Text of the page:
Subramaniam spoke with Firstpost regarding the issue and said, "Even AMC, the largest chain of the world has made it clear that they will not work with studios which bypass the theatrical release. In India, both INOX and PVR Cinemas, two leading multiplex chains have also expressed their displeasure. Our decision is loud and clear, if the producers are making a film only for OTT, let them go ahead and release. But announcing a project as a mainstream theatrical film and bypass just because of the lockdown is unacceptable."
"Leaving aside the business point of view, audiences can't believe the content on OTT and blindly watch it with their families because there are many uncensored web-series and movies available on the platform. But theatre-going audiences can choose the content based on the censor certificate. Also, we supported these stars and producers when they entered this industry as newcomers. Only because of the box office revenue, they have become popular and these OTT platforms are bidding money for their popularity. No OTT platform would buy a film featuring newcomers for a fancy price," he added.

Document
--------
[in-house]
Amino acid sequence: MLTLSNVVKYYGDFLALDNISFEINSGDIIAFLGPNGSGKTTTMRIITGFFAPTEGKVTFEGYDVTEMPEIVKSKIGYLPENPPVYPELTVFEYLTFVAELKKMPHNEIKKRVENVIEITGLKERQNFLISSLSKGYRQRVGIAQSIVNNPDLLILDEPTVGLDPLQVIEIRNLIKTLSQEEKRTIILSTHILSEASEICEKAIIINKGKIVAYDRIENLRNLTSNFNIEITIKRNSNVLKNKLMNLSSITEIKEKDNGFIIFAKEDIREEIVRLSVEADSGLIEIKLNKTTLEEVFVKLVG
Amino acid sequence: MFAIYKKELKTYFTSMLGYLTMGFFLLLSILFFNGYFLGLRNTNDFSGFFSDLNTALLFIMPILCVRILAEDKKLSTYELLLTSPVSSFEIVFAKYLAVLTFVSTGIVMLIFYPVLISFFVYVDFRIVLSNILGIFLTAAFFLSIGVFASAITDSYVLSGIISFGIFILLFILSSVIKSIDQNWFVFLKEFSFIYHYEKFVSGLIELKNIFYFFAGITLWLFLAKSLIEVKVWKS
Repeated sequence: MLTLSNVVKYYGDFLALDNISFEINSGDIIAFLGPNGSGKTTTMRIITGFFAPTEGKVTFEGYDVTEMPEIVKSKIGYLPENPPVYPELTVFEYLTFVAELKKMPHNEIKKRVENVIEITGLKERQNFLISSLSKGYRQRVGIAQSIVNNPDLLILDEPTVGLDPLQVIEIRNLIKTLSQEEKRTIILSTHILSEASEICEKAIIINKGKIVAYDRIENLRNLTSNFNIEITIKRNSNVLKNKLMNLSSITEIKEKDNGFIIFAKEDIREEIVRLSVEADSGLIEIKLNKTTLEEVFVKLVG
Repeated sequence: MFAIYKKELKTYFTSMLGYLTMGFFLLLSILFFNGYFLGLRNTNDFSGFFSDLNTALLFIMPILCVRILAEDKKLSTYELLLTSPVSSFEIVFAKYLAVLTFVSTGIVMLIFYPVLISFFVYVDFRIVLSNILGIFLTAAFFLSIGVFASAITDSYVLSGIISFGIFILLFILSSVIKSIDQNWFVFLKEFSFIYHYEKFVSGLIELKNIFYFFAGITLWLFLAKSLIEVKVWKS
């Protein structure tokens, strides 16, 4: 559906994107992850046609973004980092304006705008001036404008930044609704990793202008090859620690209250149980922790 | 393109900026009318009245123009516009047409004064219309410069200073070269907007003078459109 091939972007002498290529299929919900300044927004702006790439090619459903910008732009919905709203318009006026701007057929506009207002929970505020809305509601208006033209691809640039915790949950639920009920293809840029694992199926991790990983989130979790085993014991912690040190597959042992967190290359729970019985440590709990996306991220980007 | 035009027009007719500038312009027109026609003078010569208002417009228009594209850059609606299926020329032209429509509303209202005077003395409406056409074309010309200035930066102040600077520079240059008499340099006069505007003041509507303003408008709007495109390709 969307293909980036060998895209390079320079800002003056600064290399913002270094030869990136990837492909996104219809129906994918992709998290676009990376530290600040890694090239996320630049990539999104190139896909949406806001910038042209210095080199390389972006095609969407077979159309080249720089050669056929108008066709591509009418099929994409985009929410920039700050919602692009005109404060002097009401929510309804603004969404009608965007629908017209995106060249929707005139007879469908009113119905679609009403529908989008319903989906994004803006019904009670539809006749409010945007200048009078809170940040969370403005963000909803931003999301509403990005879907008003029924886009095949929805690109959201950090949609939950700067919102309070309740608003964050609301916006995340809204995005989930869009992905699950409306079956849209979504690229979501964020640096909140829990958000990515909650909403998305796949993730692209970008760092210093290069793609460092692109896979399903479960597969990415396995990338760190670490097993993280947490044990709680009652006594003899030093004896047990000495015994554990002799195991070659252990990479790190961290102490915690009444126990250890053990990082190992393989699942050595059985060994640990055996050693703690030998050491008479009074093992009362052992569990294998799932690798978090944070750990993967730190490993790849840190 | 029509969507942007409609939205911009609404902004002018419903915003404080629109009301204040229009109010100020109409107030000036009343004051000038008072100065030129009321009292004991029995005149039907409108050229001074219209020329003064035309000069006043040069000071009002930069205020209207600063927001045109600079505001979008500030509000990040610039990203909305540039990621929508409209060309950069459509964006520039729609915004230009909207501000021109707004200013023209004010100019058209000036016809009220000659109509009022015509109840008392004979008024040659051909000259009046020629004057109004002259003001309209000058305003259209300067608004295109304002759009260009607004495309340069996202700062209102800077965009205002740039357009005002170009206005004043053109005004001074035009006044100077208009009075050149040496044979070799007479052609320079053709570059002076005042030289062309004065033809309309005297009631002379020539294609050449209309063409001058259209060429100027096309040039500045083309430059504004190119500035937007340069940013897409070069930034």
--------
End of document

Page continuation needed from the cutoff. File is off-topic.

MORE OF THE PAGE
He further said, "Producers should understand that theatre can only play films. We can't air cricket matches. Once I asked a government official about this restriction, he told me that there is no age restriction for cricket matches but all of a sudden if someone runs naked inside the stadium, we can't censor it on live so government has banned such screenings. All these theatres worth crores of money are built only for films and there is no substitute."
Even though exhibitors are unhappy with producers choosing to go the digital way, they still think that OTT platforms will never replace traditional cinemas for the moviegoing audience.